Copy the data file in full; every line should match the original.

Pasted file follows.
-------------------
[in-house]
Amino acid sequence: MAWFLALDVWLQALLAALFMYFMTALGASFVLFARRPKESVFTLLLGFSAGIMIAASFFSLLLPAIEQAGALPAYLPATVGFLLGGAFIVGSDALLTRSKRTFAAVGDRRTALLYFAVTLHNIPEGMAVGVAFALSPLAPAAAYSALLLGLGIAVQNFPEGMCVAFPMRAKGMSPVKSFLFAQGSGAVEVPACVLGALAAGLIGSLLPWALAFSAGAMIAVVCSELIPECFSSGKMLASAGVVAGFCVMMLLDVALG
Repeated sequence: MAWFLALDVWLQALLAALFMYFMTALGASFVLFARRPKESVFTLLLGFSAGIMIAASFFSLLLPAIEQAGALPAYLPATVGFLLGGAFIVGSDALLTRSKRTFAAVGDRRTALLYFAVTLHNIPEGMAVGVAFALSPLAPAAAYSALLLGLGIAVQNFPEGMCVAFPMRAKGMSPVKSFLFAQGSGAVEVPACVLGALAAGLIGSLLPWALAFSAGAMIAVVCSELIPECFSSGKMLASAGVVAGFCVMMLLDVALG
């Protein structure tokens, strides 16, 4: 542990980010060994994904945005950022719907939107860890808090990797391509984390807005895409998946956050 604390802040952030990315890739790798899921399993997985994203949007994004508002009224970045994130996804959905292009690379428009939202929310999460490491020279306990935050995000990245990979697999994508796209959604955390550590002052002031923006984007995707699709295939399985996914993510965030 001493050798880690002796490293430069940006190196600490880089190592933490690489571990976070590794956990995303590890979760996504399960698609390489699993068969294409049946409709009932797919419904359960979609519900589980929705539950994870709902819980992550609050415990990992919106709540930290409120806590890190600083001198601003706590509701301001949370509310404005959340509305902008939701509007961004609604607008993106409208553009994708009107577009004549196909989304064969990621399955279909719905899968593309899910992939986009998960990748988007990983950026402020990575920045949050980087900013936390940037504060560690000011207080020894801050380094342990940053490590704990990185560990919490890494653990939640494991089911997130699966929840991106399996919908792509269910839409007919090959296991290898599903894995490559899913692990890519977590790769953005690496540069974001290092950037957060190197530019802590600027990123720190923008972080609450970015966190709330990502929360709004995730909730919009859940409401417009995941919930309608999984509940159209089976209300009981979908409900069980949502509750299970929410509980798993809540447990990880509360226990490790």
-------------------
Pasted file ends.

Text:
[in-house]
Amino acid sequence: MAWFLALDVWLQALLAALFMYFMTALGASFVLFARRPKESVFTLLLGFSAGIMIAASFFSLLLPAIEQAGALPAYLPATVGFLLGGAFIVGSDALLTRSKRTFAAVGDRRTALLYFAVTLHNIPEGMAVGVAFALSPLAPAAAYSALLLGLGIAVQNFPEGMCVAFPMRAKGMSPVKSFLFAQGSGAVEVPACVLGALAAGLIGSLLPWALAFSAGAMIAVVCSELIPECFSSGKMLASAGVVAGFCVMMLLDVALG
Repeated sequence: MAWFLALDVWLQALLAALFMYFMTALGASFVLFARRPKESVFTLLLGFSAGIMIAASFFSLLLPAIEQAGALPAYLPATVGFLLGGAFIVGSDALLTRSKRTFAAVGDRRTALLYFAVTLHNIPEGMAVGVAFALSPLAPAAAYSALLLGLGIAVQNFPEGMCVAFPMRAKGMSPVKSFLFAQGSGAVEVPACVLGALAAGLIGSLLPWALAFSAGAMIAVVCSELIPECFSSGKMLASAGVVAGFCVMMLLDVALG
């Protein structure tokens, strides 16, 4: 542990980010060994994904945005950022719907939107860890808090990797391509984390807005895409998946956050 604390802040952030990315890739790798899921399993997985994203949007994004508002009224970045994130996804959905292009690379428009939202929310999460490491020279306990935050995000990245990979697999994508796209959604955390550590002052002031923006984007995707699709295939399985996914993510965030 001493050798880690002796490293430069940006190196600490880089190592933490690489571990976070590794956990995303590890979760996504399960698609390489699993068969294409049946409709009932797919419904359960979609519900589980929705539950994870709902819980992550609050415990990992919106709540930290409120806590890190600083001198601003706590509701301001949370509310404005959340509305902008939701509007961004609604607008993106409208553009994708009107577009004549196909989304064969990621399955279909719905899968593309899910992939986009998960990748988007990983950026402020990575920045949050980087900013936390940037504060560690000011207080020894801050380094342990940053490590704990990185560990919490890494653990939640494991089911997130699966929840991106399996919908792509269910839409007919090959296991290898599903894995490559899913692990890519977590790769953005690496540069974001290092950037957060190197530019802590600027990123720190923008972080609450970015966190709330990502929360709004995730909730919009859940409401417009995941919930309608999984509940159209089976209300009981979908409900069980949502509750299970929410509980798993809540447990990880509360226990490790």